Finally Mortal? Hendrick Motorsports Struggling Its Way To NASCAR Chase

Rob TiongsonSenior Analyst IAugust 25, 2010

Inquiring minds: Jeff Gordon and Jimmie Johnson confer during a qualifying round for the Brickyard 400 at Indianpolis Motor Speedway.
Inquiring minds: Jeff Gordon and Jimmie Johnson confer during a qualifying round for the Brickyard 400 at Indianpolis Motor Speedway.Christian Petersen/Getty Images

One look at the NASCAR Sprint Cup points standings and you'll see Jeff Gordon and Jimmie Johnson prominently featured in the top 12, mixing it up with the usual suspects like Kyle and Kurt Busch, Denny Hamlin, Tony Stewart, Matt Kenseth, and Greg Biffle.

Hendrick Motorsports' reliable duo has won a combined total of eight championships and 140 victories in a span of 18 years, with the No. 48 team's beginnings stemming from the creation of the DuPont contingency back in late 1992.

Both racers sit second and ninth in the Chase rankings, which the majority of the field would envy, especially those who've peaked suddenly but find themselves realistically without a shot at the postseason.

Not to mention, they're among the greatest racers in the past 20 years, having their fair share of prestigious victories as well as besting some of the sport's most prolific drivers in Dale Earnhardt, Rusty Wallace, Dale Jarrett, and Mark Martin.

Gordon recently earned a Chase berth by virtue of placing 11th in last Saturday night's Irwin Tools Night Race at Bristol Motor Speedway, in spite of the fact that he's not scored a top-five finish in the past five events. Attribute his consistency, with 10 top-fives and and 13 top-10's scored thus far, although he lacks that pivotal victory in 2010.

On the flip side, while Johnson has five important wins, eight top-fives and 12 top-10 finishes, he's logged in an uncharacteristically high amount of DNFs (four), something sharply in contrast to his titles in 2006, 2008-'09.

Yes, he also hoisted the Cup in 2007, but he also scored (you guessed it) four DNFs, but those came during the early stages of the year, long before his nearly android-like stats in that year's Chase.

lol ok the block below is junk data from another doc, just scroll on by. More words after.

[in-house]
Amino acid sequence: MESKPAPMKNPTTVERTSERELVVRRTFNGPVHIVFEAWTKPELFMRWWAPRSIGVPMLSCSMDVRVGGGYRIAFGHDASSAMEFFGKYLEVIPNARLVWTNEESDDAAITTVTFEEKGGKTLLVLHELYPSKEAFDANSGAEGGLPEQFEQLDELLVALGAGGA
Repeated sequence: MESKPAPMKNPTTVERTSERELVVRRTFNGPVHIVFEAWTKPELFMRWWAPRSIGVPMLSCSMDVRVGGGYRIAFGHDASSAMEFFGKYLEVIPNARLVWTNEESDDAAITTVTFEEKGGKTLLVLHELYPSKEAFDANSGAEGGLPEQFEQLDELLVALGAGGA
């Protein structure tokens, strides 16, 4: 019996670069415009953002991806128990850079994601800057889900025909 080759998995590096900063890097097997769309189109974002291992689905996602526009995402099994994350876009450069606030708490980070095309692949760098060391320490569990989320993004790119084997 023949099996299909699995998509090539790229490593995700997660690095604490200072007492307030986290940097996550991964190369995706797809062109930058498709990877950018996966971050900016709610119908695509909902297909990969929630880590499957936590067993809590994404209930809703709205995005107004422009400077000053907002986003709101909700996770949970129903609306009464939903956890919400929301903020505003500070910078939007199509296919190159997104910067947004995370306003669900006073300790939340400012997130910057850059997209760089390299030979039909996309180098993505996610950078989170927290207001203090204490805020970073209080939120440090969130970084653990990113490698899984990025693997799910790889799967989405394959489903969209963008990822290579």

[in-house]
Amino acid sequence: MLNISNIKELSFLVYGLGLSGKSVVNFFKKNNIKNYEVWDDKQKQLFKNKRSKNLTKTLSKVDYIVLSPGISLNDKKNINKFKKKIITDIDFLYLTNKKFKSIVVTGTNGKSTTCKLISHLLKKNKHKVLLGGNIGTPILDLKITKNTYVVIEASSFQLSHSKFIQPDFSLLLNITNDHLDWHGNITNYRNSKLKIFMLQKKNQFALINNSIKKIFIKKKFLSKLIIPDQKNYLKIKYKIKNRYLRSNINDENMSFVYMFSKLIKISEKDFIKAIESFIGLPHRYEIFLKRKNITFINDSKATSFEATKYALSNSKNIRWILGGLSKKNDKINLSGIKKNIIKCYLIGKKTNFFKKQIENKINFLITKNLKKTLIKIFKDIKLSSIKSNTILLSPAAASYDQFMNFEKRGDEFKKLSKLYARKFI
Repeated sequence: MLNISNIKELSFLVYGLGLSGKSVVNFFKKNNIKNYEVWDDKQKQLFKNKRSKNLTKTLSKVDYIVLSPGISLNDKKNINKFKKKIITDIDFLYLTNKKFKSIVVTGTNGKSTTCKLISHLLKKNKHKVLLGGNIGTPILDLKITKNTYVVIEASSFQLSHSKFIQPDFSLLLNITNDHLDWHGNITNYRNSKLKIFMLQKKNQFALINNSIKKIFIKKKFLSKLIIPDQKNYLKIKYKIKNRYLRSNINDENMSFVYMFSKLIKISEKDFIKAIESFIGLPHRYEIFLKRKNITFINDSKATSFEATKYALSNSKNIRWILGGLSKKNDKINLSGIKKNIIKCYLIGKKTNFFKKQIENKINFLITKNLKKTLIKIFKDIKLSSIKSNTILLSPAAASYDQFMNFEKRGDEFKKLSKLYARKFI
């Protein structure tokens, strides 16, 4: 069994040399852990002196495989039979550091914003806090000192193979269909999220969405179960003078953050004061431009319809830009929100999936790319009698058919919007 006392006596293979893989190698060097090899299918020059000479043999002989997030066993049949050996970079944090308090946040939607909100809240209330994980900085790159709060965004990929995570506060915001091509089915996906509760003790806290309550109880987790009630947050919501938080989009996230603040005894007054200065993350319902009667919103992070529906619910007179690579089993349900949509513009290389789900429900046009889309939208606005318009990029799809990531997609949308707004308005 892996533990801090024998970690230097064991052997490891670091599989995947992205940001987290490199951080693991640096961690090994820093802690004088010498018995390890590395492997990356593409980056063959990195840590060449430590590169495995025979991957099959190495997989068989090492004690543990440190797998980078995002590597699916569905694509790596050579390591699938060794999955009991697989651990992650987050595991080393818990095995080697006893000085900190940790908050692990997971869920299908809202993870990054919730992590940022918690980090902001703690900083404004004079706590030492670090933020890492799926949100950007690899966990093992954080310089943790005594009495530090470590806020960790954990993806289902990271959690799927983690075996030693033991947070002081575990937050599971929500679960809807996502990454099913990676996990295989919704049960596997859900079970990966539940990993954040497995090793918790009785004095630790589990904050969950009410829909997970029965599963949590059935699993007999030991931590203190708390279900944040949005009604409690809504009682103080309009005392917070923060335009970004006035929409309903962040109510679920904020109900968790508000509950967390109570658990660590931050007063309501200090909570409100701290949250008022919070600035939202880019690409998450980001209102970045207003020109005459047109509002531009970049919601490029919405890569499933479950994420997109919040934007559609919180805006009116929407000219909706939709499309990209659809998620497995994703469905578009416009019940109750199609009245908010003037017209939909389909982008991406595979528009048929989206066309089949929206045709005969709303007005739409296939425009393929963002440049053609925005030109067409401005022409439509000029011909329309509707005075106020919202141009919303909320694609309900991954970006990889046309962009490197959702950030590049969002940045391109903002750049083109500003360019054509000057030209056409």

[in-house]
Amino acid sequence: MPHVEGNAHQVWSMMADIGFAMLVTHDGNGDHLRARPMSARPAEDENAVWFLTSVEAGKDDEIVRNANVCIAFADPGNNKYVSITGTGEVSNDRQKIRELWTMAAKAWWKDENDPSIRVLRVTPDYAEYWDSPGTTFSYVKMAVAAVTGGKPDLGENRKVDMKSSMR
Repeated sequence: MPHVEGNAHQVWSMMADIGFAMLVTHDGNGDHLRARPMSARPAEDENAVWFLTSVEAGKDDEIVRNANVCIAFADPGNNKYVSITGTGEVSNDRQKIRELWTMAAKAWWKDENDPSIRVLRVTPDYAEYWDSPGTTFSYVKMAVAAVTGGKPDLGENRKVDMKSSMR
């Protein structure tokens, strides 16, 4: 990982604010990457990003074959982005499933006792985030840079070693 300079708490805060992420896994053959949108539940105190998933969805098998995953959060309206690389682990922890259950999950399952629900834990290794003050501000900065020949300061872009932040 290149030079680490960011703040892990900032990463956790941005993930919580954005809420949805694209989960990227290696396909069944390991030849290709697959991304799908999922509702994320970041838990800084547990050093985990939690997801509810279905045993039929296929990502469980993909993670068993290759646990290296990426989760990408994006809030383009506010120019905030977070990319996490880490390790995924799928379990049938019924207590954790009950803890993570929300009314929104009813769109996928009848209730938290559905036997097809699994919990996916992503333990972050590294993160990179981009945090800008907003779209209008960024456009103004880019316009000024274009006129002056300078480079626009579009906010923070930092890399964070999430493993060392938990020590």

However, he's hardly looked like the same guy who was nearly invisible in his previous four campaigns, making mistakes on the track as well as in the pits. When's the last time you heard that the No. 48 team have a run-in with a fellow competitor during a round of pit stops or crew chief Chad Knaus having trouble diagnosing an ill-handling Lowe's Chevrolet?

So the question that inquiring minds might be asking out in NASCAR Nation is, "Is Hendrick Motorsports truly mortal?"

Well, as in the case with any elite organization in all sports, there comes a time when struggles creep in after years of success and domination.

Richard Petty's team is the greatest example in stock car racing, with his original group, known as Petty Enterprises, dominating the circuit with patriarch in Lee Petty crowned three times as the champion in the sport's early years before "The King" took home seven titles.

After that, the No. 43 team crept its way towards irrelevancy and finally as a defunct but honored thought in the minds of NASCAR fans and followers.

Baseball's seen that with the New York Yankees' struggles from the 1980s to late '90s, while Boston endured title droughts with the Celtics and Red Sox for many years.

How'd their streaks end? Simple. The almighty dollar.

Need I mention that the Raiders haven't done much since Night Court was still on NBC's "Must See TV?" But that's a story for another time.

For those believing that this may be the end of Hendrick's dominance in Sprint Cup racing, you might be the same folks who believed Brett Favre would finally retire this summer or that Tiger Woods was going to win a major in near Cinderella fashion (come on, show of hands on either myth!).